The deal, which was initially discussed last month, buys out Moustakas’ final two years of arbitration. Jeffrey Flanagan of MLB.com reports that it’s believed he’ll make $5.6 million in 2016 and $8.7 million in 2017.

The 27-year-old Moustakas posted an underwhelming .668 OPS over his first four seasons in the majors, but he enjoyed a big postseason in 2014 before breaking out last season by batting .284/.348/.470 with 22 home runs and 82 RBI.

Report: Rays having “advanced talks” with free agent reliever Tommy Hunter

Baltimore Orioles relief pitcher Tommy Hunter throws to the Miami Marlins during the seventh inning of a baseball game in Miami, Friday, May 22, 2015. (AP Photo/J Pat Carter)
AP Photo/J Pat Carter
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ESPN’s Jerry Crasnick reported this morning that free agent reliever Tommy Hunter required core muscle repair surgery earlier this offseason. Coming off a disappointing 2015, it’s understandable why he’s still on the market, but it sounds like he has at least one significant lead.

Marc Topkin of the Tampa Bay Times hears that the Rays are having “advanced talks” with Hunter as they attempt to add an experienced arm to their bullpen. Nothing is considered close and Hunter is also talking to other clubs. Meanwhile, the Rays have been in touch with veteran reliever Ryan Webb while monitoring the trade market.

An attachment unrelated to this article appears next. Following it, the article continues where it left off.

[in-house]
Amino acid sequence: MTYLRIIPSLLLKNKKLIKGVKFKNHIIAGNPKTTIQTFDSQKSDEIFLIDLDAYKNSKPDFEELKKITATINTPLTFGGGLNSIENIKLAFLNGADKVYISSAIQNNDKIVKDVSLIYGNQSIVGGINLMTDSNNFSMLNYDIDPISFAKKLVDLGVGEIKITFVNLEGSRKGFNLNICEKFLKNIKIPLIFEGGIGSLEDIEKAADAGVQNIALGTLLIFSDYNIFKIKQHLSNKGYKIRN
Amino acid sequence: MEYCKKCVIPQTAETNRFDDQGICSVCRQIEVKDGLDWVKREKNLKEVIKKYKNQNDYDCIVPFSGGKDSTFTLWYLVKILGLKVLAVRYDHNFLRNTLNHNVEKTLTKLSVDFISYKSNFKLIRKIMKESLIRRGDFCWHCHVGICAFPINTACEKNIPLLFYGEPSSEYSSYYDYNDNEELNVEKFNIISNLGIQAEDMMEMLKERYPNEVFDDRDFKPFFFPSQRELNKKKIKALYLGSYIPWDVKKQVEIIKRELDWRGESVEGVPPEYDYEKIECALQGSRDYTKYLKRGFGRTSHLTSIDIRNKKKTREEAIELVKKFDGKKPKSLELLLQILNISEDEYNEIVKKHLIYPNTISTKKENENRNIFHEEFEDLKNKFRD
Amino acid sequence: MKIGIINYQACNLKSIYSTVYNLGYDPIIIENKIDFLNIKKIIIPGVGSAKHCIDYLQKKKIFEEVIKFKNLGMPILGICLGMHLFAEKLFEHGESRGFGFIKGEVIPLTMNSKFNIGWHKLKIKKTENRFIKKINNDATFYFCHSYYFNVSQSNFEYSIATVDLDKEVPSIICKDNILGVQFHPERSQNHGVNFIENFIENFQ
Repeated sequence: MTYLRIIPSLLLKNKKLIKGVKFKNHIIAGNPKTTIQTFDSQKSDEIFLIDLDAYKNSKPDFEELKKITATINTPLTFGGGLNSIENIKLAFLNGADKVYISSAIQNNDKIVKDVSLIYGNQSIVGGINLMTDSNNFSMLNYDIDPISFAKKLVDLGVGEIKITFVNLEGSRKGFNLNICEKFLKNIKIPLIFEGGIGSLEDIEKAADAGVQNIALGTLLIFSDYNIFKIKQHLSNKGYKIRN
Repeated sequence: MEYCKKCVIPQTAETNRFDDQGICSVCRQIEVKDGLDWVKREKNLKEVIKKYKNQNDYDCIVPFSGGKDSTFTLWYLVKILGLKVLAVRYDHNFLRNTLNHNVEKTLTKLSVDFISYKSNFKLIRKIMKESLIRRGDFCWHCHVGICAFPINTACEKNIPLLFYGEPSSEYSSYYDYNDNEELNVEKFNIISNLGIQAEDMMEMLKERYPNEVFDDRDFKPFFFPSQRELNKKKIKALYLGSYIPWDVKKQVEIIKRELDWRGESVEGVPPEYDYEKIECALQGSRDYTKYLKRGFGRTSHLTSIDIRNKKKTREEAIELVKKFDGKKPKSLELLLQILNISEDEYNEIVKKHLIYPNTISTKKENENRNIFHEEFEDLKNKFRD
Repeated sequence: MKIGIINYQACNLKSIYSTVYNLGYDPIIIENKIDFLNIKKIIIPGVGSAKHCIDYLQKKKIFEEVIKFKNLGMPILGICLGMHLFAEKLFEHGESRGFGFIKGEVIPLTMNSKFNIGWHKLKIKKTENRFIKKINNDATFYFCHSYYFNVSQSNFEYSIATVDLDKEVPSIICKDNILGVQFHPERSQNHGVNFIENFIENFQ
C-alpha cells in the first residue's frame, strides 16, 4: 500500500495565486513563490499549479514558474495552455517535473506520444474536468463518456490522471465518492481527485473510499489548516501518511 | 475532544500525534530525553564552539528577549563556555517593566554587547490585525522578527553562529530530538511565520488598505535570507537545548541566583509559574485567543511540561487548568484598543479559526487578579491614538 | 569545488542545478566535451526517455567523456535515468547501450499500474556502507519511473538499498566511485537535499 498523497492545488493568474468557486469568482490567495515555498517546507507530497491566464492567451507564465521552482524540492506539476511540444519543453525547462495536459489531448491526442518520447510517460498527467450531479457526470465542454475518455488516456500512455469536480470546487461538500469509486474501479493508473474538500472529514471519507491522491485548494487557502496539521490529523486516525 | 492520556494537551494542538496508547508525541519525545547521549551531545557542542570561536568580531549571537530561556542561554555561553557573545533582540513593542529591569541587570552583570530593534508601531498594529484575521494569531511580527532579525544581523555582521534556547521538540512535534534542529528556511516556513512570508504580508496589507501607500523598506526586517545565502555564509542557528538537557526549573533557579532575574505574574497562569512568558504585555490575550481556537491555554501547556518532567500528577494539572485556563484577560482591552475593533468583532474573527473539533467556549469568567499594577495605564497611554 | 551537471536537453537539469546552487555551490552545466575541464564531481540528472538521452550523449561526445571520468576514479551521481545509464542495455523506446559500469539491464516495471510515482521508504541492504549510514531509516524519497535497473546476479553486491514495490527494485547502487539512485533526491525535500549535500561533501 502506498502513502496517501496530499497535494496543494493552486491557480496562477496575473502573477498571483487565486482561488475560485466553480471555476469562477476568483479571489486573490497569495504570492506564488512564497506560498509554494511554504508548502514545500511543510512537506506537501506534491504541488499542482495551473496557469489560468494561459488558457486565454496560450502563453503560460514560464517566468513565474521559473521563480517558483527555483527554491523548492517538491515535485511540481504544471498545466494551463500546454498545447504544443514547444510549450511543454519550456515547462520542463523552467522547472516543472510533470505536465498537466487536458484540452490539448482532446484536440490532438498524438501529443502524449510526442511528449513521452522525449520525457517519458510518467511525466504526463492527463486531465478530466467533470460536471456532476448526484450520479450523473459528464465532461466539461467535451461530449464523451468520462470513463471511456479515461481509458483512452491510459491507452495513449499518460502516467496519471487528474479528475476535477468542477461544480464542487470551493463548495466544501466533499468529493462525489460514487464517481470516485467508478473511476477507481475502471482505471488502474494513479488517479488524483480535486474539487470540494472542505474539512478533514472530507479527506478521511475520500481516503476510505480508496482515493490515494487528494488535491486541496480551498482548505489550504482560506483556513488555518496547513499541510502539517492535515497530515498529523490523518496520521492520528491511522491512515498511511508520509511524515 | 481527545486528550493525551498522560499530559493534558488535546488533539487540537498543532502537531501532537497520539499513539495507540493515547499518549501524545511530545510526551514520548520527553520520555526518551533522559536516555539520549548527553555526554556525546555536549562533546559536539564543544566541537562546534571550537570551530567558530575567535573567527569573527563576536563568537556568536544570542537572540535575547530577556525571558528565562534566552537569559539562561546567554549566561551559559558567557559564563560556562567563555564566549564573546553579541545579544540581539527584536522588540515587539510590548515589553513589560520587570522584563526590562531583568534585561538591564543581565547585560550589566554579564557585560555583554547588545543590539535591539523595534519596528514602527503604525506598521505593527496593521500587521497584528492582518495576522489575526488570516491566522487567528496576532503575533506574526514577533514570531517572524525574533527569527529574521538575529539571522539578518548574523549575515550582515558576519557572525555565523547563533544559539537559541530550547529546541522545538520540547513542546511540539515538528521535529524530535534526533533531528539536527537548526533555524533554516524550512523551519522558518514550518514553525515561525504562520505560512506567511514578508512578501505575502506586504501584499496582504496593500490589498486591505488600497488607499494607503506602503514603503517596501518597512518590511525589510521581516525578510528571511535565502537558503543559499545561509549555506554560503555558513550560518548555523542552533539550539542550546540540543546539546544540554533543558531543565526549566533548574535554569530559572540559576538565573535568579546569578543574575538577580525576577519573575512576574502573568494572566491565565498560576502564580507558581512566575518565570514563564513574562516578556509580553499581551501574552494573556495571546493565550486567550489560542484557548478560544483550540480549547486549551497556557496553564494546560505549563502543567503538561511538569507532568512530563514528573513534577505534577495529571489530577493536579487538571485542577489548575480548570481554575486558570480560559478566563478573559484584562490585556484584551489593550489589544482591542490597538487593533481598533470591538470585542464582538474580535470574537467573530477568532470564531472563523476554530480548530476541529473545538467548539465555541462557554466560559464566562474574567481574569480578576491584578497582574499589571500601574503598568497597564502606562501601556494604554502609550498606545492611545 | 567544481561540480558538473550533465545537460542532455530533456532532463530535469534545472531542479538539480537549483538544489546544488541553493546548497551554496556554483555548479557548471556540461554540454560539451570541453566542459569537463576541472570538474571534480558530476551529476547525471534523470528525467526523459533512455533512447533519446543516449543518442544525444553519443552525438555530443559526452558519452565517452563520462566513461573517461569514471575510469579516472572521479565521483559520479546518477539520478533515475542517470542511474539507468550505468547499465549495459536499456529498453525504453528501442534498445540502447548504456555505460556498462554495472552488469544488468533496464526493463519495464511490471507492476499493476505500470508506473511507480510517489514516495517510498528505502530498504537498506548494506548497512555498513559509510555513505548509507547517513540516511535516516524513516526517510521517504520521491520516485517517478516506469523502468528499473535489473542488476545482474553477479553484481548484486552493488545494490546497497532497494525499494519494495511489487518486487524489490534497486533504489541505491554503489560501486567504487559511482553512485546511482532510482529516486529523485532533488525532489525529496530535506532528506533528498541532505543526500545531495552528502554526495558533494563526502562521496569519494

Hunter posted a 2.88 ERA as a late-inning arm from 2013-2014, but he compiled a mediocre 4.18 ERA over 58 appearances last season between the Orioles and Cubs. On the bright side, his velocity has held steady and his control is still very good. Despite the down year and core muscle surgery, Topkin writes that Hunter may be holding out for a multi-year deal.

Pirates sign left-hander Cory Luebke

Cory Luebke Getty
Photo by Doug Pensinger/Getty Images
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Eric O'Flaherty wasn’t the only reclamation project added by the Pirates today, as the club also announced that they have signed left-hander Cory Luebke to a minor league contract with an invitation to spring training.

Luebke once looked like a solid rotation piece for the Padres, but he hasn’t thrown a pitch in the majors since April 27, 2012. He’s undergone a pair of Tommy John surgeries since. Now 30 years old, he logged seven innings in the minors last season before requiring a procedure to remove loose bodies around a nerve in his forearm. The Padres cut ties with him in November after declining a $7.5 million club option for 2016.

It’s hard to count on much from Luebke at this point, but he told Adam Berry of MLB.com that he feels healthy and hopes to compete for a bullpen job in the spring.